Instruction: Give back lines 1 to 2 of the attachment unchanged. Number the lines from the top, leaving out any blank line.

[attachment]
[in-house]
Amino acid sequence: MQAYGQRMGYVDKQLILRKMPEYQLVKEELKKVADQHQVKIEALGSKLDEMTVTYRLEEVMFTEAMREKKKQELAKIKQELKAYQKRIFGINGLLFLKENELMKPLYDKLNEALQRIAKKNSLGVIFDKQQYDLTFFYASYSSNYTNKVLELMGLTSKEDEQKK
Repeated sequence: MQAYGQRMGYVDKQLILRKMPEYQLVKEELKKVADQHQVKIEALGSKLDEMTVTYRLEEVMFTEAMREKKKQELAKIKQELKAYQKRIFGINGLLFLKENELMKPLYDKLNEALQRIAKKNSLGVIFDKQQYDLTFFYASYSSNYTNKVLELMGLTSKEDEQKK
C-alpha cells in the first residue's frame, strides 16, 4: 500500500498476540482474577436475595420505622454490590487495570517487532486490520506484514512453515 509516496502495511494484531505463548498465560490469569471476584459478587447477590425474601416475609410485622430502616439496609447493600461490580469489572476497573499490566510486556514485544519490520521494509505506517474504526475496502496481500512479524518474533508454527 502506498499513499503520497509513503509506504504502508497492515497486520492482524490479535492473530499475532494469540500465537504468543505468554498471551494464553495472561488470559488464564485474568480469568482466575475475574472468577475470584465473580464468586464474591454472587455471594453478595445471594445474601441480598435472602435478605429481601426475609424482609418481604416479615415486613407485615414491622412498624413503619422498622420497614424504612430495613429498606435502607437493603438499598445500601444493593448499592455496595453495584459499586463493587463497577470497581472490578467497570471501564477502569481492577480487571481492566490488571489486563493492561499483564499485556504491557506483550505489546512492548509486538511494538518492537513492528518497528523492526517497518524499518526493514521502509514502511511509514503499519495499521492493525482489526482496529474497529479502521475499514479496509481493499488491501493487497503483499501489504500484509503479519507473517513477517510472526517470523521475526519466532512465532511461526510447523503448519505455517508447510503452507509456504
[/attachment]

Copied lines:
[in-house]
Amino acid sequence: MQAYGQRMGYVDKQLILRKMPEYQLVKEELKKVADQHQVKIEALGSKLDEMTVTYRLEEVMFTEAMREKKKQELAKIKQELKAYQKRIFGINGLLFLKENELMKPLYDKLNEALQRIAKKNSLGVIFDKQQYDLTFFYASYSSNYTNKVLELMGLTSKEDEQKK